I have just had the privilege and delight of being bean an tí for an online discussion panel about how as families and parishes we can care for creation. On the panel were Bishop Alan McGuckian of Raphoe Diocese, Nóirín Lynch Director of the Margaret Aylward Centre for Faith and Dialogue in Glasnevin and Jane Mellett who is the Laudato Si’ Officer with Trócaire. I organised this event as part of the Season of Creation but also with a view to the recording of the webinar being made available as a conversation starter for groups and parishes.
It was abundantly clear from all three speakers that Laudato Si’, Pope Francis’ encyclical on ‘Care for our Common Home’ offers us a real opportunity to address some of the challenges we now face. One of the challenges that people in Church circles are talking about is the reluctance of some to return to Mass. A recently published piece in this paper mentioned figures of 19% of previous Mass goers who were unsure if they would return plus 4% who said they would not. Clearly we do not want our parish communities to decline and there is a massive job of work to be done there to invite people to re-engage. However there is perhaps something even more vital and that is that we as Church would go out, out to where people are at, out to the margins, out into the market place.
In his Angelus address on 20 September Pope Francis said: “The Church must be like God: always outgoing; and when the Church is not going out, she falls ill with so many evils that we have in the Church.” He acknowledged that this is challenging and involves risk but says, “a damaged Church is better, to go out, to proclaim the Gospel, than a Church sick from closure”. If we can see no further than how many people are at Mass then we risk being a ‘Church sick from closure’. If we are trying to get back to business as usual without taking into account the trauma and stress people have gone through over the past six months we are closing down, shutting out reality and in danger of becoming irrelevant in people’s lives.
In the Gospel Jesus met people where they were at. When they were hungry he fed them. When they were suffering he reached out in tenderness and healed them. When they were searching he provided them with wise teaching. He spoke to them in the language of every day, talking about birds and foxes, about pearls and pigs, about crops growing and failing, about love and relationship. Jesus addressed what mattered in people’s lives.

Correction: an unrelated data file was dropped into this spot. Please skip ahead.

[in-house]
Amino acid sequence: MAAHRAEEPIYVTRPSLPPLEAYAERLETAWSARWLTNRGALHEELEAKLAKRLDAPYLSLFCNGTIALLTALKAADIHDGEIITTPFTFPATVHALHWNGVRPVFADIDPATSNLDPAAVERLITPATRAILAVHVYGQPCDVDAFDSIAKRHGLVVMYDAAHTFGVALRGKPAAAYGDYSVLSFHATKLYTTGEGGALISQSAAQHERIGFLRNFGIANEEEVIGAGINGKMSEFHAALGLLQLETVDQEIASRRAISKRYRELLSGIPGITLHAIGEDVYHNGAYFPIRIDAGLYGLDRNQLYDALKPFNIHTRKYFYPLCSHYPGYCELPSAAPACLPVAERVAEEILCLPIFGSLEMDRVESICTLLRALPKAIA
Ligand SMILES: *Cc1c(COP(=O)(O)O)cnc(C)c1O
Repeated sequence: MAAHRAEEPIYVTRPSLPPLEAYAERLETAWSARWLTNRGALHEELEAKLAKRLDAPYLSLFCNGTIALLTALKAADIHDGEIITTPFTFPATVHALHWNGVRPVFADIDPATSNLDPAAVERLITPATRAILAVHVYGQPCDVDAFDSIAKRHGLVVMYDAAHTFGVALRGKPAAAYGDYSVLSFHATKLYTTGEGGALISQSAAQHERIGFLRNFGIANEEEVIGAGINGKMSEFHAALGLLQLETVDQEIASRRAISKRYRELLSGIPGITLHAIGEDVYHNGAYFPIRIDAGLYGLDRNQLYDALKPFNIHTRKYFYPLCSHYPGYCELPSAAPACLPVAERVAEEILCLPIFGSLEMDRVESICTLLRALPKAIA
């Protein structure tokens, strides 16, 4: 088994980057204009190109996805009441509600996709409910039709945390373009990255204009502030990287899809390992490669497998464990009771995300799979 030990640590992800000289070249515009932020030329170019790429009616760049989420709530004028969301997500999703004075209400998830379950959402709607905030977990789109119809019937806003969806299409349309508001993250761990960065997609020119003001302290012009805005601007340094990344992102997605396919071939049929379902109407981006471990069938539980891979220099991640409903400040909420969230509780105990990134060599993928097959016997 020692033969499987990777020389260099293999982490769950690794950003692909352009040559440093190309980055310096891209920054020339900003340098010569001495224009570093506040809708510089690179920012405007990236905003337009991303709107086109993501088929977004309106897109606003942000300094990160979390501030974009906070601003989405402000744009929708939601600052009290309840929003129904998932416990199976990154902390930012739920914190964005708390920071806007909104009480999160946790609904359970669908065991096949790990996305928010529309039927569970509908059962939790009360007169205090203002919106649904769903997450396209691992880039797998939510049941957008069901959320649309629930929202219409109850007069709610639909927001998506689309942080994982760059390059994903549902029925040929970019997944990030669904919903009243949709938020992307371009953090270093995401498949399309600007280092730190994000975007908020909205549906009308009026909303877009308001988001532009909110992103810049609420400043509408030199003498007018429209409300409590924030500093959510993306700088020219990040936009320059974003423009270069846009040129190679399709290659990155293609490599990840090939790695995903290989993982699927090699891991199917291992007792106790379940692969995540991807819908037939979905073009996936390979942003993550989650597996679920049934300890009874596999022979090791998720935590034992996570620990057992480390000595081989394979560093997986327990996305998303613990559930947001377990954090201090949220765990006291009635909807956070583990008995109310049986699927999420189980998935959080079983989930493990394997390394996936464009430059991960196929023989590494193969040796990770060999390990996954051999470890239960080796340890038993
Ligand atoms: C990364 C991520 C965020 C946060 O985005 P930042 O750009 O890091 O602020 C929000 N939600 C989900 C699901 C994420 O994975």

What are the issues today? People feel vulnerable and stressed but they may also have experienced a whole new sense of connectedness to nature and to people around them. Laudato Si’ offers a powerful reflection on what it is to be human, how much our interconnectedness and interdependence shape us. Could we use that to help people reflect on and share their experience, to take ownership of it and recognise the presence of God right at the heart of life? Many people are aware of how Covid-19 has impacted more harshly on those in Direct Provision, in particular industries and amongst more deprived communities. Again, in Laudato Si’ Pope Francis invites us to face those inequalities, to acknowledge how our economic system promotes such inequality. As Christians isn’t it time we became more vocal about justice and the need for a society transformed by the Gospel? If we cannot do this now in the face of a pandemic then when will we ever? If we refuse to then surely we are the type of closed, sick Church Pope Francis warns of?
I am a mother to four adult children. I know that if I simply tell them they have to go to Mass I might as well go whistle. Only if the Good News I offer them makes the connection between humanity, justice, love, social responsibility, environmental awareness and what happens in the Eucharist will I make any sense to them at all.